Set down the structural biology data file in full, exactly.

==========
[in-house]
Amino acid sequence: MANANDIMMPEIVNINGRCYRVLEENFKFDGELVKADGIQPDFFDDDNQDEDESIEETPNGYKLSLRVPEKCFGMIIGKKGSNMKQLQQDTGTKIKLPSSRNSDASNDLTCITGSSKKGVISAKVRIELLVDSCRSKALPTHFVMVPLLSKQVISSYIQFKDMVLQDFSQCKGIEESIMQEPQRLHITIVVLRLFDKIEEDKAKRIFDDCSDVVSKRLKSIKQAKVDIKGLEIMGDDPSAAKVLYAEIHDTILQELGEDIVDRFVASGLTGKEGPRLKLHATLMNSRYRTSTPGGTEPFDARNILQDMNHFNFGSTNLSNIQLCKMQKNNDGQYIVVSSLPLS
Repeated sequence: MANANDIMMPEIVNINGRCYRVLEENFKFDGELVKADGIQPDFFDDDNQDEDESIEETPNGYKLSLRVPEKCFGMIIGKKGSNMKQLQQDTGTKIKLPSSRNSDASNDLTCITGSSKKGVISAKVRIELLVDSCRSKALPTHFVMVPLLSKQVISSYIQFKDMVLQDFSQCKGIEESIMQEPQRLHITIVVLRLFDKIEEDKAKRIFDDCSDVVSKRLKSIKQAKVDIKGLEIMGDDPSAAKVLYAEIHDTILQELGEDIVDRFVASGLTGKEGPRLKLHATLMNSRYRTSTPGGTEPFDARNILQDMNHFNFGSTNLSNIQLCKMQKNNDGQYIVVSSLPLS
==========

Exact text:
[in-house]
Amino acid sequence: MANANDIMMPEIVNINGRCYRVLEENFKFDGELVKADGIQPDFFDDDNQDEDESIEETPNGYKLSLRVPEKCFGMIIGKKGSNMKQLQQDTGTKIKLPSSRNSDASNDLTCITGSSKKGVISAKVRIELLVDSCRSKALPTHFVMVPLLSKQVISSYIQFKDMVLQDFSQCKGIEESIMQEPQRLHITIVVLRLFDKIEEDKAKRIFDDCSDVVSKRLKSIKQAKVDIKGLEIMGDDPSAAKVLYAEIHDTILQELGEDIVDRFVASGLTGKEGPRLKLHATLMNSRYRTSTPGGTEPFDARNILQDMNHFNFGSTNLSNIQLCKMQKNNDGQYIVVSSLPLS
Repeated sequence: MANANDIMMPEIVNINGRCYRVLEENFKFDGELVKADGIQPDFFDDDNQDEDESIEETPNGYKLSLRVPEKCFGMIIGKKGSNMKQLQQDTGTKIKLPSSRNSDASNDLTCITGSSKKGVISAKVRIELLVDSCRSKALPTHFVMVPLLSKQVISSYIQFKDMVLQDFSQCKGIEESIMQEPQRLHITIVVLRLFDKIEEDKAKRIFDDCSDVVSKRLKSIKQAKVDIKGLEIMGDDPSAAKVLYAEIHDTILQELGEDIVDRFVASGLTGKEGPRLKLHATLMNSRYRTSTPGGTEPFDARNILQDMNHFNFGSTNLSNIQLCKMQKNNDGQYIVVSSLPLS